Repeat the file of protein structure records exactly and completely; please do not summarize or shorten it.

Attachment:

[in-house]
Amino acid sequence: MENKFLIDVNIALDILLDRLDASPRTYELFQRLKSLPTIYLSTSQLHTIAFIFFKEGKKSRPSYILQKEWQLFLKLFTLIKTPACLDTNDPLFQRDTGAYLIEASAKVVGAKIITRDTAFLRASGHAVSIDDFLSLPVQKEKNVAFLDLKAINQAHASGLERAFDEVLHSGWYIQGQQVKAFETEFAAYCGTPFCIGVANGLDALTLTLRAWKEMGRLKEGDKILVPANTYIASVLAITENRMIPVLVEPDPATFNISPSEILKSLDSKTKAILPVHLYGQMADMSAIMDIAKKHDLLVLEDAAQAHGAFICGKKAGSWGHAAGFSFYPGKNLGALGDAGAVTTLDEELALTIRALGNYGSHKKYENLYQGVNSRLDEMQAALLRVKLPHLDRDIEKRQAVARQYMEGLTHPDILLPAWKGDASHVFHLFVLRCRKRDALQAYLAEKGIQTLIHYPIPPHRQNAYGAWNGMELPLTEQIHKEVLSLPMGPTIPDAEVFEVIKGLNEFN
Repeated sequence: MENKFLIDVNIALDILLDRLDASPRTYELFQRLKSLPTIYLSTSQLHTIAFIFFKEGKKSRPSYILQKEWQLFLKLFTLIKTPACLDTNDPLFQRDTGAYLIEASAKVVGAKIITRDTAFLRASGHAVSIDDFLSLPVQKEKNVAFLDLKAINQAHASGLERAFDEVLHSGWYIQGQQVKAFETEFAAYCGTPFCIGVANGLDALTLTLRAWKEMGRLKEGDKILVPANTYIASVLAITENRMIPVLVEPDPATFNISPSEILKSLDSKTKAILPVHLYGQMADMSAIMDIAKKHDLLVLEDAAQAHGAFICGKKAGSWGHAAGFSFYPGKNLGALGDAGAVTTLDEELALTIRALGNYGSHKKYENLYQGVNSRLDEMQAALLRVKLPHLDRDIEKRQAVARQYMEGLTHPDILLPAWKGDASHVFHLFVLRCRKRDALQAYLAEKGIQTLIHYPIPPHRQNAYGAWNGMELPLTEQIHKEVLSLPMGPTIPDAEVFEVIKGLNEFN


[in-house]
Amino acid sequence: MENKFLIDVNIALDILLDRLDASPRTYELFQRLKSLPTIYLSTSQLHTIAFIFFKEGKKSRPSYILQKEWQLFLKLFTLIKTPACLDTNDPLFQRDTGAYLIEASAKVVGAKIITRDTAFLRASGHAVSIDDFLSLPVQKEKNVAFLDLKAINQAHASGLERAFDEVLHSGWYIQGQQVKAFETEFAAYCGTPFCIGVANGLDALTLTLRAWKEMGRLKEGDKILVPANTYIASVLAITENRMIPVLVEPDPATFNISPSEILKSLDSKTKAILPVHLYGQMADMSAIMDIAKKHDLLVLEDAAQAHGAFICGKKAGSWGHAAGFSFYPGKNLGALGDAGAVTTLDEELALTIRALGNYGSHKKYENLYQGVNSRLDEMQAALLRVKLPHLDRDIEKRQAVARQYMEGLTHPDILLPAWKGDASHVFHLFVLRCRKRDALQAYLAEKGIQTLIHYPIPPHRQNAYGAWNGMELPLTEQIHKEVLSLPMGPTIPDAEVFEVIKGLNEFN
Repeated sequence: MENKFLIDVNIALDILLDRLDASPRTYELFQRLKSLPTIYLSTSQLHTIAFIFFKEGKKSRPSYILQKEWQLFLKLFTLIKTPACLDTNDPLFQRDTGAYLIEASAKVVGAKIITRDTAFLRASGHAVSIDDFLSLPVQKEKNVAFLDLKAINQAHASGLERAFDEVLHSGWYIQGQQVKAFETEFAAYCGTPFCIGVANGLDALTLTLRAWKEMGRLKEGDKILVPANTYIASVLAITENRMIPVLVEPDPATFNISPSEILKSLDSKTKAILPVHLYGQMADMSAIMDIAKKHDLLVLEDAAQAHGAFICGKKAGSWGHAAGFSFYPGKNLGALGDAGAVTTLDEELALTIRALGNYGSHKKYENLYQGVNSRLDEMQAALLRVKLPHLDRDIEKRQAVARQYMEGLTHPDILLPAWKGDASHVFHLFVLRCRKRDALQAYLAEKGIQTLIHYPIPPHRQNAYGAWNGMELPLTEQIHKEVLSLPMGPTIPDAEVFEVIKGLNEFN